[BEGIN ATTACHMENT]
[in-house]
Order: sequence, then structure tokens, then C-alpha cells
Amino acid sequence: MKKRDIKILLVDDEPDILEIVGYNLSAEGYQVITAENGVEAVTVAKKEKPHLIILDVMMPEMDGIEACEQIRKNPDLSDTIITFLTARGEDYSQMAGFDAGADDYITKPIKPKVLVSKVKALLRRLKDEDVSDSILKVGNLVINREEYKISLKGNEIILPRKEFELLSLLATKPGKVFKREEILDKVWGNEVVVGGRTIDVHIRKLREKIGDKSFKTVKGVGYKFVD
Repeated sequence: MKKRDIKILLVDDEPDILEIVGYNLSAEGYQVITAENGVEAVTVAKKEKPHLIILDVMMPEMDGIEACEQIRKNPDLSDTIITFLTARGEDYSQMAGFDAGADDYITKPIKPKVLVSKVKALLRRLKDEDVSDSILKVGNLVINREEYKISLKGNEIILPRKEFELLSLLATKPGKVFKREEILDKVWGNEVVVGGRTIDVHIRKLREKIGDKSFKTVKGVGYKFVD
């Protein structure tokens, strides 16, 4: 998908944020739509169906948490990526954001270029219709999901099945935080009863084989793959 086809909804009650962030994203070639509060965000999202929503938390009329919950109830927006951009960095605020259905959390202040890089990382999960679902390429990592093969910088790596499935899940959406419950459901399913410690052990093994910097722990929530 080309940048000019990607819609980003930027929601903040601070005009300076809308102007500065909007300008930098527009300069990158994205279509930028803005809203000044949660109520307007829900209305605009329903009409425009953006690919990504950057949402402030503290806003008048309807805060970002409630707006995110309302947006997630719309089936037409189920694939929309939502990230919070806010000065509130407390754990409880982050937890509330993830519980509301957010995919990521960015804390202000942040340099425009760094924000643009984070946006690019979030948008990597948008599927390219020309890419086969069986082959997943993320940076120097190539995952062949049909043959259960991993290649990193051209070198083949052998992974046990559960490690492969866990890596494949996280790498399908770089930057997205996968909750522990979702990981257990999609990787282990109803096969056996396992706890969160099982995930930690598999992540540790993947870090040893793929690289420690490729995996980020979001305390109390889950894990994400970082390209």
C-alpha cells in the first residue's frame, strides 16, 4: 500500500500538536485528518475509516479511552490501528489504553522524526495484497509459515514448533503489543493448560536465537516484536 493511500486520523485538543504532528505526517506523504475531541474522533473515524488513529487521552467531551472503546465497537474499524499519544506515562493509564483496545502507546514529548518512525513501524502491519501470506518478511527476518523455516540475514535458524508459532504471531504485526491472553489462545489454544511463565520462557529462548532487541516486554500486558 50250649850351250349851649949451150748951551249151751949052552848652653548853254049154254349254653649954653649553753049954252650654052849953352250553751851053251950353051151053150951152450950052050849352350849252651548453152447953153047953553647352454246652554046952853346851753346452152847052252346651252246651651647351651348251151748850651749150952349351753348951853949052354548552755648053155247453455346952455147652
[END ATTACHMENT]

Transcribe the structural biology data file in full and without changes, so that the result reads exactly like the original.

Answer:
[in-house]
Order: sequence, then structure tokens, then C-alpha cells
Amino acid sequence: MKKRDIKILLVDDEPDILEIVGYNLSAEGYQVITAENGVEAVTVAKKEKPHLIILDVMMPEMDGIEACEQIRKNPDLSDTIITFLTARGEDYSQMAGFDAGADDYITKPIKPKVLVSKVKALLRRLKDEDVSDSILKVGNLVINREEYKISLKGNEIILPRKEFELLSLLATKPGKVFKREEILDKVWGNEVVVGGRTIDVHIRKLREKIGDKSFKTVKGVGYKFVD
Repeated sequence: MKKRDIKILLVDDEPDILEIVGYNLSAEGYQVITAENGVEAVTVAKKEKPHLIILDVMMPEMDGIEACEQIRKNPDLSDTIITFLTARGEDYSQMAGFDAGADDYITKPIKPKVLVSKVKALLRRLKDEDVSDSILKVGNLVINREEYKISLKGNEIILPRKEFELLSLLATKPGKVFKREEILDKVWGNEVVVGGRTIDVHIRKLREKIGDKSFKTVKGVGYKFVD
């Protein structure tokens, strides 16, 4: 998908944020739509169906948490990526954001270029219709999901099945935080009863084989793959 086809909804009650962030994203070639509060965000999202929503938390009329919950109830927006951009960095605020259905959390202040890089990382999960679902390429990592093969910088790596499935899940959406419950459901399913410690052990093994910097722990929530 080309940048000019990607819609980003930027929601903040601070005009300076809308102007500065909007300008930098527009300069990158994205279509930028803005809203000044949660109520307007829900209305605009329903009409425009953006690919990504950057949402402030503290806003008048309807805060970002409630707006995110309302947006997630719309089936037409189920694939929309939502990230919070806010000065509130407390754990409880982050937890509330993830519980509301957010995919990521960015804390202000942040340099425009760094924000643009984070946006690019979030948008990597948008599927390219020309890419086969069986082959997943993320940076120097190539995952062949049909043959259960991993290649990193051209070198083949052998992974046990559960490690492969866990890596494949996280790498399908770089930057997205996968909750522990979702990981257990999609990787282990109803096969056996396992706890969160099982995930930690598999992540540790993947870090040893793929690289420690490729995996980020979001305390109390889950894990994400970082390209």
C-alpha cells in the first residue's frame, strides 16, 4: 500500500500538536485528518475509516479511552490501528489504553522524526495484497509459515514448533503489543493448560536465537516484536 493511500486520523485538543504532528505526517506523504475531541474522533473515524488513529487521552467531551472503546465497537474499524499519544506515562493509564483496545502507546514529548518512525513501524502491519501470506518478511527476518523455516540475514535458524508459532504471531504485526491472553489462545489454544511463565520462557529462548532487541516486554500486558 50250649850351250349851649949451150748951551249151751949052552848652653548853254049154254349254653649954653649553753049954252650654052849953352250553751851053251950353051151053150951152450950052050849352350849252651548453152447953153047953553647352454246652554046952853346851753346452152847052252346651252246651651647351651348251151748850651749150952349351753348951853949052354548552755648053155247453455346952455147652